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3

How competitive? Your chances of becoming a GM are fat slim and none. You might reach IM if you spent enough time on the game, but there is no guarantee. You should be able to reach expert level if you try,but even NM would be unlikely unless you dont have a life and only do chess. As to tournaments you can always play. They have them for all levels of ...


4

It's not late. Starting early in only important if you aim at the very top. I've had a student who started in his forties and managed to enjoy hundreds of games of competitive chess, with somewhat decent results (he reached 1800 while having a full-time job and a family). Join a chess club and play your first tournament as soon as you can. Also, what is your ...


5

There is no reason you can't get into competitive chess unless you hold yourself back. I played as a child and into my late teens and then stopped. It wasn't until around 8-10 years ago that I picked it back up and playing in competitively in tournaments only recently. I know the chances are really low that I'd become a GM but if I become a local good club ...


9

Sure why not! The important thing is to enjoy the game and learn whatever life lessons you can take from it along the journey. Chess offers tremendous companionship and fun and that is what is more important than focusing on results (which will inevitably follow as you keep improving learn from your mistakes). Make sure you keep a database of the games --- ...


3

Definitely not to late. I know people who have taken up chess in retirement to reasonable club level success. There is literally nothing holding you back. Go get em.


2

This answer is about the FIDE Laws of Chess effective from 1 January 2018. There does not seem to be any explicit provision for a player updating their scoresheet using their opponent’s scoresheet, except where exactly one player has stopped recording moves due to low time (Article 8.5.2): If only one player has not kept score under Article 8.4, he must, as ...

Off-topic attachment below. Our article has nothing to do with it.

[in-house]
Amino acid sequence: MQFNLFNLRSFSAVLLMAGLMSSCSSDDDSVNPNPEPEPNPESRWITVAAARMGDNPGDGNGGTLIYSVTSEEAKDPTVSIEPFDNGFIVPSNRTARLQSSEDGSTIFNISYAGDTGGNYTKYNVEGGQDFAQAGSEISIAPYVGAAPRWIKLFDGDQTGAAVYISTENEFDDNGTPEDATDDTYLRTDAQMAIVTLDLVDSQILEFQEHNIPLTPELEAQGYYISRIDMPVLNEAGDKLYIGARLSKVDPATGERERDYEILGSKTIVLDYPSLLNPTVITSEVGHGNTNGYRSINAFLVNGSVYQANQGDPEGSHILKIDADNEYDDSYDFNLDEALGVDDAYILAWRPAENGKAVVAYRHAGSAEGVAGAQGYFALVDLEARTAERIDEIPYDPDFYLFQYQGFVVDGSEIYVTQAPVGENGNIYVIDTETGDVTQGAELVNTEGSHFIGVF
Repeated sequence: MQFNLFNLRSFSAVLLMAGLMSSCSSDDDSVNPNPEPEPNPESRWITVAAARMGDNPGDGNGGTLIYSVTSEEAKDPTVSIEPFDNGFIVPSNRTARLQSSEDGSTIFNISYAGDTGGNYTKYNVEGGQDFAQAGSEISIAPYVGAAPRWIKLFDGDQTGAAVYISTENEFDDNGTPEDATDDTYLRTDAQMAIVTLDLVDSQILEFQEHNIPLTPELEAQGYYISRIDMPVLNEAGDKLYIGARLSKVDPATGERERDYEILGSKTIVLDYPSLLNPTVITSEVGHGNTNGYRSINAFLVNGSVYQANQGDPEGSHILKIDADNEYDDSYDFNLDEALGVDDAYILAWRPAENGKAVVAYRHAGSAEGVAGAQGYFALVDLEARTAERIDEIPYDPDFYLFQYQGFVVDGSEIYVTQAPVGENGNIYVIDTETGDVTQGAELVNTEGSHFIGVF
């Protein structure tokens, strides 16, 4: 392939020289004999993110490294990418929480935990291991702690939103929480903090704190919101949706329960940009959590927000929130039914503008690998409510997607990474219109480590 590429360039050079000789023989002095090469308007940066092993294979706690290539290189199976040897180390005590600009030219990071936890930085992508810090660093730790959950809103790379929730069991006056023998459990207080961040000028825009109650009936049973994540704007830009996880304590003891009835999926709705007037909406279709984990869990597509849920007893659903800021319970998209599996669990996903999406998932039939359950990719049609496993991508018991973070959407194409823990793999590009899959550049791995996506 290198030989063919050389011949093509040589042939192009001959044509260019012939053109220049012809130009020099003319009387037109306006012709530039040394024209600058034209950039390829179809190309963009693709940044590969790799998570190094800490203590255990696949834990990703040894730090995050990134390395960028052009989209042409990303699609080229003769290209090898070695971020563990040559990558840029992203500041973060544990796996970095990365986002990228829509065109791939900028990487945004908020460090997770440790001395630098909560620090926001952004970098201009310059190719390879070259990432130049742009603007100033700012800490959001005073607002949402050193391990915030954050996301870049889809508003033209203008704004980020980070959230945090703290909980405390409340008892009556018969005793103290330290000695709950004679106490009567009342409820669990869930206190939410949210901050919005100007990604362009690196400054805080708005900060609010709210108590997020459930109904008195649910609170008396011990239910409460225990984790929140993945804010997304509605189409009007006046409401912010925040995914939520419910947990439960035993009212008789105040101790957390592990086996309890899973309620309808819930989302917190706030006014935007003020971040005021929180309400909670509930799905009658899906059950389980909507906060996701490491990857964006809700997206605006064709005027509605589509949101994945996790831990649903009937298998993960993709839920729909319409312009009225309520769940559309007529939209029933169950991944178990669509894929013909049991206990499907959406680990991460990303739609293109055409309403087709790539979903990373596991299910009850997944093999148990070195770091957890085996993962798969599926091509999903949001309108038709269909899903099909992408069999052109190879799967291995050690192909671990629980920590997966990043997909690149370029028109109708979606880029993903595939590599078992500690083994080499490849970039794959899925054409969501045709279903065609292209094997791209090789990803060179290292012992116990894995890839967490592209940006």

2

Anyone initiating communication with their opponent should do so on their own time. Initiating communication with an opponent on the opponent's time (barring common sense exceptions, such as to warn them that they didn't hit their clock) warrants a warning, and repeated instances a game loss. If your opponent is using their time to correct their sheet, that'...


9

Am I obligated to let an opponent see my game record so they can make corrections to theirs? According to USCF rule 15D3, it's suggested that you do so, but it's not mandatory unless the tournament director tells you to: The opponent is urged to comply with such a request, but this is not mandatory. If the opponent denies the request, the player may stop ...


2

We run the annual South African Junior Chess Championships - The history of this tournament dates back more than 30 years and the tournament typically attracts in excess of 2,500 junior chess players and officials


1

Is pointing at pieces during your turn okay? Regardless of whether or not such gestures are permitted I try to avoid them during play. A chess player should avoid providing any insight into their thought process or mood during the game. Sharing such information may give the opponent an edge. As others have said, attempting to distract or confuse the ...


3

This has pretty much been covered by the other questions: there is no rule specifically forbidding this practice, but it might be considered distracting or annoying. One thing the other answers didn’t cover: hovering your hand over the pieces when it’s your opponents turn. I saw, in a club tournament, a player did this when they were low on time and the ...


2

There are tournaments that have a "touch" rule that indicates that if you touch the piece you must move the piece. There are tournaments where if you touch a piece as long as you don't let go of the piece (unless moved back to its original position), does not constitute a move, eg; I could hold my hand on my queen, pick it up, then put it back down ...


29

Hovering your hand over the pieces does not violate the touch-move rule, but it is bad etiquette and arguably violates the rule against annoying your opponent ("It is forbidden to distract or annoy the opponent in any manner whatsoever.", say the FIDE Laws of Chess, §11.5 in the 2018 edition.) Here's the explanation given in Chess for Dummies: ...


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